From this you can guess how I feel about the MacOS, where even switching between different open windows requires intensive mouse use, and most applications refuse to open files that were not created by them or in some special way -- they just don't show them in the file dialog box!

Over the years I found a number of programs (shareware and freeware) that allow me to circumvent the inborn brain-damageness of bare Windows and work in that system almost without growing aggravation. They mostly imitate UNIX tools, or provide similar functionality in other ways. I ended up bying those that saved me some 80 percent of irritation. Others are freely downloadable. Most files come as "zip" archives, you will need to "unzip" them. There is a free program called Unzip, available from that does it (that site is often busy, so I keep a local copy here) or you can download the shareware WinZip,

Here is the list:

You can download it and use freely it for 30 days or something. There are cracks on the web that allow using these programs after their 30 day evaluation periods, but I urge you to to pay what the authors request -- they did a great job, and that way you'll keep new and better versions coming.

Windows Commander (kinda like the Norton Commander, or UNIX Midnight Commander),,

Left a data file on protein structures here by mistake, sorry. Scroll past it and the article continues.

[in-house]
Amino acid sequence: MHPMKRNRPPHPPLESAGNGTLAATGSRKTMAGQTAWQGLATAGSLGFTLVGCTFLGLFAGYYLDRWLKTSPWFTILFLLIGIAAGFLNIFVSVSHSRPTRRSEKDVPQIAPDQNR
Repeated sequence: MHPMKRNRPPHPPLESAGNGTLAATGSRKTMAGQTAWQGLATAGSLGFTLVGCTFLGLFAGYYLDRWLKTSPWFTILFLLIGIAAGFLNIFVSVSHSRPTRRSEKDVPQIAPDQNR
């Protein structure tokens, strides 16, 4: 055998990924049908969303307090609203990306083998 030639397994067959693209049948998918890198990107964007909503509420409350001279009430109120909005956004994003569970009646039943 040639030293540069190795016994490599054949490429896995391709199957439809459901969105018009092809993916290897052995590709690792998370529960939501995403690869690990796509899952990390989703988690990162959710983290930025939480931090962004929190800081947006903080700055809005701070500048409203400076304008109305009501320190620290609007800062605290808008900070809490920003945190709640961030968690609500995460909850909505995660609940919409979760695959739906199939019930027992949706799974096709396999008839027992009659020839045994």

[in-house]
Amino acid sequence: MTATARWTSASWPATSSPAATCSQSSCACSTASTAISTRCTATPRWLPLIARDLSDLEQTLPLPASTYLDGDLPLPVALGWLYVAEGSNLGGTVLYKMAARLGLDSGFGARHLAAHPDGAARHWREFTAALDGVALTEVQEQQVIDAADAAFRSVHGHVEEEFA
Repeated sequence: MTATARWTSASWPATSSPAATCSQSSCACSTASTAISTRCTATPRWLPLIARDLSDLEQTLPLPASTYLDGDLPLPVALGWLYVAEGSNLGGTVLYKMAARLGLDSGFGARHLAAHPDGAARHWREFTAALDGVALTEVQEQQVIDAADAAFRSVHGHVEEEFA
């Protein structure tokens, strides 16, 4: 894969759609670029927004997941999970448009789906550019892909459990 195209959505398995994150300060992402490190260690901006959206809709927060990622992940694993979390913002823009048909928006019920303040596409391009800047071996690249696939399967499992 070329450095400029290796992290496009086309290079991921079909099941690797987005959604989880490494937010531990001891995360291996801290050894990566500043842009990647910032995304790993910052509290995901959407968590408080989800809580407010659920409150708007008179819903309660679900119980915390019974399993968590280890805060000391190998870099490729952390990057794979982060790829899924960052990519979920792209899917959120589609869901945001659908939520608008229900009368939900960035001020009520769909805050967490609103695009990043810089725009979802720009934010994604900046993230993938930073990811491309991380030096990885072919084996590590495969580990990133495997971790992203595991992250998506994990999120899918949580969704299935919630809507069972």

A two-window file manager/shell. Shows the contents of any two directories at the same time, sorted by name, size or time in any order (switching with one click). Moving and copying is done with one press of a function key, so is viewing any file as text or in raw hex, so editing a file. Archives are treated as directories, so adding a file to an archive or extracting a file from a multi-file archive, or viewing a file while still inside the archive is as easy as anything else. Highly configurable and has a lot of extra functionality, including ftp. Speeds up working with files and directories by at least three times, as compared to WE.
Ultra Editor (Uedit),
A plain text editor with automatic conversions between UNIX, Mac and PC formats, C/C++ and HTML syntax highlighting and spell-checking. Latest versions allow editing a remote file via ftp (automatic uploading etc). Configurable fonts, macros, buttons and toolbar etc.

Freely available:

Cygwin compiler for Win9x/NT,